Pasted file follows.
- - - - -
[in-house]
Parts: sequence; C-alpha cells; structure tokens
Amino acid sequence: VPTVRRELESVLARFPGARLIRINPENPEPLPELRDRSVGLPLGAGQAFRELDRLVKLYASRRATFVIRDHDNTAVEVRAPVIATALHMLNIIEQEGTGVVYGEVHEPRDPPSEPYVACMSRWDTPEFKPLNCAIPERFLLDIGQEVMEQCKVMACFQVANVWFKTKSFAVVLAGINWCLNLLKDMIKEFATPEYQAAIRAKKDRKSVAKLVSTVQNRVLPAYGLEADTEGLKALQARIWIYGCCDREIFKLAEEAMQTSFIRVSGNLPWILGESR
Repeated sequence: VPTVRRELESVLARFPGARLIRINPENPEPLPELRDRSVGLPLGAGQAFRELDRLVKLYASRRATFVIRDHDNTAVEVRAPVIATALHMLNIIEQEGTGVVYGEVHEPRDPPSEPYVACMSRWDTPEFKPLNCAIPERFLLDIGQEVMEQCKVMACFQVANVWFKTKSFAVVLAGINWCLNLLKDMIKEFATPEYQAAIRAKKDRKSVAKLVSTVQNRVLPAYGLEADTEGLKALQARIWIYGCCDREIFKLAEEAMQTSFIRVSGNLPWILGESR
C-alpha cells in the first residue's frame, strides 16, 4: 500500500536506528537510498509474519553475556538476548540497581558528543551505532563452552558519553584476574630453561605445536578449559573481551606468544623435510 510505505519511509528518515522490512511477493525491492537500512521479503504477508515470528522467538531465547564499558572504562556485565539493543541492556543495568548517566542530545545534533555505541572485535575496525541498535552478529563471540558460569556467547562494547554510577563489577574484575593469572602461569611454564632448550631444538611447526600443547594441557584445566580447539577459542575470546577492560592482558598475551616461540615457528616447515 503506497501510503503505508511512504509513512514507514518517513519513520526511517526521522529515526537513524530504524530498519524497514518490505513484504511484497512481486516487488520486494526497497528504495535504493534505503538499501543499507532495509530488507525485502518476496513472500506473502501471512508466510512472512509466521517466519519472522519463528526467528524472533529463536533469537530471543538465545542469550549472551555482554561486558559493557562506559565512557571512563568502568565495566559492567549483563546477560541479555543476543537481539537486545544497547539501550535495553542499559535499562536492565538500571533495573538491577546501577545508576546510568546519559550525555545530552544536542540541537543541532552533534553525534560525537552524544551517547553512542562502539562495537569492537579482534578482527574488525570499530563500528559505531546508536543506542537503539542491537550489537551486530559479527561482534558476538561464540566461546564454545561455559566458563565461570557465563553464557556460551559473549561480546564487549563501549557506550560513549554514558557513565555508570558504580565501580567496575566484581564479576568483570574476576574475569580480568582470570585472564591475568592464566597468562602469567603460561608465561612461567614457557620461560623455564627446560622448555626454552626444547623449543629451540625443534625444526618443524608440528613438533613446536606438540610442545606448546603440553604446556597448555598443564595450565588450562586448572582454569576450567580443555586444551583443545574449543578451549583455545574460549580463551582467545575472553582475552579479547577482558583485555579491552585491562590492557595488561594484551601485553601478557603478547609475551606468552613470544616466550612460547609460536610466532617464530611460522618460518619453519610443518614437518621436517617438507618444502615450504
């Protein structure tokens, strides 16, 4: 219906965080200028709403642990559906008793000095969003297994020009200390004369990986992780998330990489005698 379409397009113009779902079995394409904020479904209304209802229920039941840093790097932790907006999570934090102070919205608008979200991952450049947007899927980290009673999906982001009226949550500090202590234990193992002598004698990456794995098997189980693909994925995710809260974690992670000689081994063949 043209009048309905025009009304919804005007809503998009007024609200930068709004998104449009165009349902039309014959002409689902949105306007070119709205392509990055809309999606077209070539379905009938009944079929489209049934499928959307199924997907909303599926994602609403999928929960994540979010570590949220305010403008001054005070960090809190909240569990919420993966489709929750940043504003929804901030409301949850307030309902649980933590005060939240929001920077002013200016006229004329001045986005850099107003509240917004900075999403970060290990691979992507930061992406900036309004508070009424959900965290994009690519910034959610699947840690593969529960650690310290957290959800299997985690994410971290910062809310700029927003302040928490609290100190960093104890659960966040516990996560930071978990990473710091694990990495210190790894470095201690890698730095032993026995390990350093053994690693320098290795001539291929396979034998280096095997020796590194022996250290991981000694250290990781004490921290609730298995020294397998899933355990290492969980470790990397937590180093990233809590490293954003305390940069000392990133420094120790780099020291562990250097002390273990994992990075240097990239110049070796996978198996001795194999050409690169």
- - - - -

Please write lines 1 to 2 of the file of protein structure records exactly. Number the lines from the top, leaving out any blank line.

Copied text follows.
[in-house]
Parts: sequence; C-alpha cells; structure tokens